Q. I recently opened a bank account with Smile. A few days later, Smile launched a special offer: any new customer would receive a free case of wine. I e-mailed Smile asking if I was entitled to this and the bank said that if I paid £1,500 into my account, I would qualify for the wine. I was then told there had been a mistake and that I did not qualify. PH, Bexley.
A. The e-mail you were sent was wrong - you did not qualify for the offer. But in the light of this error, Smile has agreed to credit your account with £50 - the equivalent value of the wine.
Q. My partner and I booked a Thomson flight to Kefalonia, online. We tried to cancel the option offering in-flight meals, but were unable to - and the charge included £12 each. But when we received the tickets, they stated no meals were included. When we phoned Thomson, it said we had to pay extra for meals - we already had. We tried to speak to a supervisor, but were told this was impossible. MH, by e-mail.
A. Thomson said its records show that your payment did not include meals. Your husband has now deleted the e-mail flight confirmation and so you cannot prove your case. We can only suggest that next time you safeguard e-mail payment records as carefully as you would your paper records.
Q. A year ago we had to spend nearly £2,500 on our four-year-old Toyota RAV4, which needed a new flywheel and clutch at 35,000 miles.
Toyota customer services told us the parts failed through fair wear and tear, but we think a flywheel should last the lifetime of a vehicle. We understand this part was subsequently the subject of a recall and that the repair is being carried out for free to other owners. Do we have a claim against Toyota? SM, Isle of Mull.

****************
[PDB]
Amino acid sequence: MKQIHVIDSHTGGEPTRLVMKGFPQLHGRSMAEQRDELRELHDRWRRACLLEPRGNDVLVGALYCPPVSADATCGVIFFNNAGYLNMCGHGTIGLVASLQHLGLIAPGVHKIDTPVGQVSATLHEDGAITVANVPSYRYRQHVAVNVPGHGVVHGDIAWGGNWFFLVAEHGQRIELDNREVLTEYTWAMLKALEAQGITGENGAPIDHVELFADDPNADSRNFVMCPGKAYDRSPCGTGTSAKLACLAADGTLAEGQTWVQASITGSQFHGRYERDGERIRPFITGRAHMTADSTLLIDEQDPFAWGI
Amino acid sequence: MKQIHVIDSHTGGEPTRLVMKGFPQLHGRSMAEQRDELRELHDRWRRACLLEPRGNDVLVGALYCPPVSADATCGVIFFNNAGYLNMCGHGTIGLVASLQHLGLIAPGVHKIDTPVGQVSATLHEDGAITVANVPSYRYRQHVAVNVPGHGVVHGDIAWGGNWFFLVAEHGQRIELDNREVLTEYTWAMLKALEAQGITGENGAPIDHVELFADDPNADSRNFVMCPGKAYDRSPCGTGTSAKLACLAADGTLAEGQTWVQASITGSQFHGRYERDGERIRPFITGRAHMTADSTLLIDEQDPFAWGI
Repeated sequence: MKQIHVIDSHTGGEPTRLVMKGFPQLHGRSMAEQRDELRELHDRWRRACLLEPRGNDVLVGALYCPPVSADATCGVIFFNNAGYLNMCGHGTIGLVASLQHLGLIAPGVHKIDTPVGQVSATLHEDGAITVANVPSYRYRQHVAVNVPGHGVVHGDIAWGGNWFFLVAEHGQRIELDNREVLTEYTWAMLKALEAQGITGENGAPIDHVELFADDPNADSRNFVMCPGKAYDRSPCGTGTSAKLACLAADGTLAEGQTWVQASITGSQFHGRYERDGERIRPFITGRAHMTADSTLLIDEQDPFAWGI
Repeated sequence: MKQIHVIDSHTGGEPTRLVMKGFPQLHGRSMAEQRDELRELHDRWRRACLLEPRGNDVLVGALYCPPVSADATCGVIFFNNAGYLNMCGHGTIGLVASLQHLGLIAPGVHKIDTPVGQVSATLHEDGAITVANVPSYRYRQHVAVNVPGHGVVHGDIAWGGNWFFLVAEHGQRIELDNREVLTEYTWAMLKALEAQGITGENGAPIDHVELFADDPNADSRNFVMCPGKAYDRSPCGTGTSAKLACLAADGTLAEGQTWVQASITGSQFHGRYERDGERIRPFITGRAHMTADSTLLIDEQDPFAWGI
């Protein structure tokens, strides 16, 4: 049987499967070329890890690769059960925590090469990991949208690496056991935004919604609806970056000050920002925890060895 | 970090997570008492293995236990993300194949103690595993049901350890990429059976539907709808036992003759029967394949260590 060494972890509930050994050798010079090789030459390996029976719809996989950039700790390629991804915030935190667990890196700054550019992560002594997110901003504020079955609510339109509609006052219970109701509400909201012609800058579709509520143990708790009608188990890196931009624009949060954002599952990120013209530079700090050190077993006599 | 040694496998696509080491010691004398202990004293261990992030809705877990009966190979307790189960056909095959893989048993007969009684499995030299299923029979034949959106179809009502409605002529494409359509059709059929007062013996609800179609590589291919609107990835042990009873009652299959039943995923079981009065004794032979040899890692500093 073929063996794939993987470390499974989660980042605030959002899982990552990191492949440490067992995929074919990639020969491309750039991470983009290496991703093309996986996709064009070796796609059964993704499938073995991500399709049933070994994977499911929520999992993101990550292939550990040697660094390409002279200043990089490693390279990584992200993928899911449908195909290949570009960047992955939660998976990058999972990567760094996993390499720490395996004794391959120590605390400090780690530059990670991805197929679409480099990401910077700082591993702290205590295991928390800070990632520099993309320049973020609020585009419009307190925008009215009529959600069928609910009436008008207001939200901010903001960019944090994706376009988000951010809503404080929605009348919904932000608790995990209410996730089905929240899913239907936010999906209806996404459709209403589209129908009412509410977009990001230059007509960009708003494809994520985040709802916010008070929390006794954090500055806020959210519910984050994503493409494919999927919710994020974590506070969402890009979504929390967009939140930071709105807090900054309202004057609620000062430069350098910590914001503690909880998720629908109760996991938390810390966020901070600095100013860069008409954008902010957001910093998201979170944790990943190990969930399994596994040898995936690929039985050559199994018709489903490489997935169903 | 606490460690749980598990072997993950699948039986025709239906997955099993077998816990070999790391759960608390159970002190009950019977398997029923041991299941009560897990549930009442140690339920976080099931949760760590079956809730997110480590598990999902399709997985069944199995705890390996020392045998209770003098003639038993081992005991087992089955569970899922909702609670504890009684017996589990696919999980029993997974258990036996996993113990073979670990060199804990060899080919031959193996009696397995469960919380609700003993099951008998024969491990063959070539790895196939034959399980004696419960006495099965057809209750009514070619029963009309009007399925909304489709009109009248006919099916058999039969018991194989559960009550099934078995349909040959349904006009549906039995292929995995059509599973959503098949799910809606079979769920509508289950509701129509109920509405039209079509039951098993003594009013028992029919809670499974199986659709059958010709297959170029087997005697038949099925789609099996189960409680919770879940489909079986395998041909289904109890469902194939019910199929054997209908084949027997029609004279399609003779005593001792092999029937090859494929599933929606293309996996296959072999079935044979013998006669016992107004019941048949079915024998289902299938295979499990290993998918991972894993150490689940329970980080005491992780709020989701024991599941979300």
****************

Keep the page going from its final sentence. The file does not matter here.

A. Toyota says you have been misinformed and that "Toyota has not issued any RAV4 safety recalls or customer satisfaction campaigns relating to clutch/flywheel issues". Although your car was repaired outside of the warranty period, Toyota says it gave you a goodwill gesture of vouchers for its following service. In the circumstances, this is all you can hope for.
Q. My mother has just died, leaving her house to be divided between her four children. In 1984 my parents purchased their council property - qualifying for a discount of 40 per cent. My sister agreed to pay 30 per cent towards the monthly mortgage repayment. In 1986 our father died without life insurance to cover the outstanding mortgage. In 1987 my sister and brother-in-law arranged for a deed of trust to be signed by my mother without notifying myself or her other sisters, holding the property in trust for them in the event of her death. Does the will supercede the deed of trust, or does the deed supersede the will? DK, by e-mail.
A. Stephen Pallister, a tax and trust partner at solicitors Charles Russell, says: "Prima facie, the deed of trust will govern the ownership - provided it is a valid trust and effective to pass the property to your sister and brother-in-law. Otherwise the house will pass under the will.
"Ask when your sister began contributing to the mortgage; whether it was subject to a deal that she would be given an interest in the house in return; if you are sure that on your father's death the house passed to your mother; and what deal was struck on the house's ownership between your sister and your mother."